While "Frankenstein" has been adapted numerous times, quality does not always follow quantity, and the first book of Dean Koontz’s Frankenstein series is a prime example of how not to do an adaptation.
Koontz’s series serves as a sequel to Mary Shelley’s original novel, where Victor has extended his life into the present day and is dead set on using his engineered “New Race” creations to annihilate humanity and rule the world. His original creature is one of the only ones who can stop his schemes.
While this is certainly a far cry from the original work — you can’t fault an interpretation on concept alone. Execution is everything, and when dealing with adaptations, it is important to establish where your work stands in relation to the original’s timeline. Koontz’s version gives us this information in chapter 14, with:
“When Mary Shelley took a local legend based on truth and crafted fiction from it, she made Victor a tragic figure and killed him off. He understood her dramatic purpose for giving him a death scene, but he loathed her for portraying him as tragic and as a failure.”
This sets up that the original "Frankenstein’s" events as canon in Dean Koontz’s universe — minus the obvious change that Victor is the villain and still alive. Victor reminiscing on his kinder treatment toward women in chapter 28 further supports this.
However, in chapter 14, we get this quote: “Fire was featured in some of his less pleasant memories. The great windmill."
The windmill is, of course, a reference to the iconic windmill scene from the 1931 "Frankenstein" film, yet Mary Shelley's novel that is meant to be canon to Koontz's series contained no windmills.
This plot hole is far more than an inconsistency, as it forces the reader to question Koontz’s preestablished setup that the original novel is canon to his universe and characters. Mary Shelley's Victor has a drastically different backstory than the mad scientist popularized by the movies with the windmill — and though Koontz’s Victor is clearly his own person, it is hard to truly enjoy the character when his origins are uncertain.
Another plothole crops up in Chapters 7 and 9, where two victims of a modern-day serial killer are named Caroline Beaufort and Elizabeth Lavenza. These are, of course, the names of prominent characters within the original "Frankenstein."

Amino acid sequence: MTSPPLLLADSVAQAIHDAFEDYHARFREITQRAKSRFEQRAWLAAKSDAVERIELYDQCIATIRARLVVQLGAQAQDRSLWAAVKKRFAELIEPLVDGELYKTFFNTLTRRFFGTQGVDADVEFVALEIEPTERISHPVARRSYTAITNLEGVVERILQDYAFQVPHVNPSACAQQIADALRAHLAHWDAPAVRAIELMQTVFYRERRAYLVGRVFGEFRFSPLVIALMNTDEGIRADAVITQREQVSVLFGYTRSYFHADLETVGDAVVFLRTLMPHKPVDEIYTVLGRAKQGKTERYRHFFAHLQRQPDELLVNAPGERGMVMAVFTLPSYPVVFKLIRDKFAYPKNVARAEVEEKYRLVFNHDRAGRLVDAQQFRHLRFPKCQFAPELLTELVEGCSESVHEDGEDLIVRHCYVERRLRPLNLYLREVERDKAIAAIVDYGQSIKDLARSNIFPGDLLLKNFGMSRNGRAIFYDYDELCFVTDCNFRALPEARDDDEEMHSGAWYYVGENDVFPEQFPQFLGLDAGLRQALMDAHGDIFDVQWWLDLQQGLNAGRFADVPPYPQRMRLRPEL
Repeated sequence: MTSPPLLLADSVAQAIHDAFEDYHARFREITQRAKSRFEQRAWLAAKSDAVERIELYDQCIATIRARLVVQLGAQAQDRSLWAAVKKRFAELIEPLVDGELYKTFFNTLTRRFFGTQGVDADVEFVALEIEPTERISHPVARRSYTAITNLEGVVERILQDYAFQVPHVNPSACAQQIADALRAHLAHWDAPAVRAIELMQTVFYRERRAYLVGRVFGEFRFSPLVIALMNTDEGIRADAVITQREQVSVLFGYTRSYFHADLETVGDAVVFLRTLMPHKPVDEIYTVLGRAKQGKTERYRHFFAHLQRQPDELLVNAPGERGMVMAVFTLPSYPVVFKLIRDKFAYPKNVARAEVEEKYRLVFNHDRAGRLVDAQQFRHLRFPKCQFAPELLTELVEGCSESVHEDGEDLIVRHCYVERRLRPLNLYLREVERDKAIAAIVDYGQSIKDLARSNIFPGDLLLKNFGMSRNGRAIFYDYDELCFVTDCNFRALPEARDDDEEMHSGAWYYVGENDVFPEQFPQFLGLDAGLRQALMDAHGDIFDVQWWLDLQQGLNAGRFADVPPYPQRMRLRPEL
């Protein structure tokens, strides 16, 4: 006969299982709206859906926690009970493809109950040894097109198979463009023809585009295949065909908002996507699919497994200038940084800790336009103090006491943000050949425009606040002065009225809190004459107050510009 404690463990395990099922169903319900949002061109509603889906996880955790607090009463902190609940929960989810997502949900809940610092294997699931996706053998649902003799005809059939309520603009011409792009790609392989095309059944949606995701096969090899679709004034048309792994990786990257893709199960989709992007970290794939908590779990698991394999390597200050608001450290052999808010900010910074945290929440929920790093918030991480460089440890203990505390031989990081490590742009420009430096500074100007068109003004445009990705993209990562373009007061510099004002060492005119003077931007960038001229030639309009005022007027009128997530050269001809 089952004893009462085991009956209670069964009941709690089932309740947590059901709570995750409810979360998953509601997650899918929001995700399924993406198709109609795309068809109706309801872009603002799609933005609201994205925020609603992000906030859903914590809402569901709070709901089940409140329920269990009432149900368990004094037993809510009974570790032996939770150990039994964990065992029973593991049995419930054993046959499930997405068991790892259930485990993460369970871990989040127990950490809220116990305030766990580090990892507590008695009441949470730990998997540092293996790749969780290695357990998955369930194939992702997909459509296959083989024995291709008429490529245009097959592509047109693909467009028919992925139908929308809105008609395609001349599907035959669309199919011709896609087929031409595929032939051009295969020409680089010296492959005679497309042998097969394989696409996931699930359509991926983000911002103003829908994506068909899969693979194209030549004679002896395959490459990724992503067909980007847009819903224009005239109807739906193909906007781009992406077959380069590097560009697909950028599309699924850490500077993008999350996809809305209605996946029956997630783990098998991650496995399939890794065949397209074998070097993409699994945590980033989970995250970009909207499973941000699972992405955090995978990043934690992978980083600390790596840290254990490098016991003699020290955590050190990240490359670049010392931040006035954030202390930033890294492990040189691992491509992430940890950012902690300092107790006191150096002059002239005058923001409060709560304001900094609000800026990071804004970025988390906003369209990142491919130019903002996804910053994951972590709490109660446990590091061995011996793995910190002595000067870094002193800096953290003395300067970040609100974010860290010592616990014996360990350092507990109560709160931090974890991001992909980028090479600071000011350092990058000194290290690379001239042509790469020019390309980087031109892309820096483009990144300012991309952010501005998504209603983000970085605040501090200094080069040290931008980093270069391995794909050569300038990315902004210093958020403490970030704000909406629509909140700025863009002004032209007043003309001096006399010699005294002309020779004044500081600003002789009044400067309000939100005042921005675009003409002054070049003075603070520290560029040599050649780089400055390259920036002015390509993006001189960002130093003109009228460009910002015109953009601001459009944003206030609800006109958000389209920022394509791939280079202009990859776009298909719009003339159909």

Repurposing characters for an adaptation is fine, but Koontz establishing the original as canon to his universe makes these scenes both impossible and confusing. How is Elizabeth Lavenza, who was murdered by Victor’s monster some 200 years ago, now being murdered in the modern-day?
Perhaps the naming is a coincidence, but having another character sporting the same first and last name as Victor’s mother (Caroline Beaufort) at the same time is illogical within the world the author has set up. Victor even reflects on Elizabeth’s (the first ones) death in book three, which again enforces that Koontz's universe follows the original novel despite it not actually doing so in execution.
Reworking elements from the original novel is fine, but when you set up your series as being grounded in the original’s events, you have to stick with that established framework. Sure, these inconsistencies will go over Koontz’s fan’s heads, but those that read the series specifically for the Frankenstein element are going to be turned off by these plot holes and lack of understanding for the original.
Charlene Pepiot is a junior studying English at Ohio University. Please note that the views and opinions of the columnists do not reflect those of The Post. Want to talk more about it? Let Charlene know by emailing her @firstname.lastname@example.org.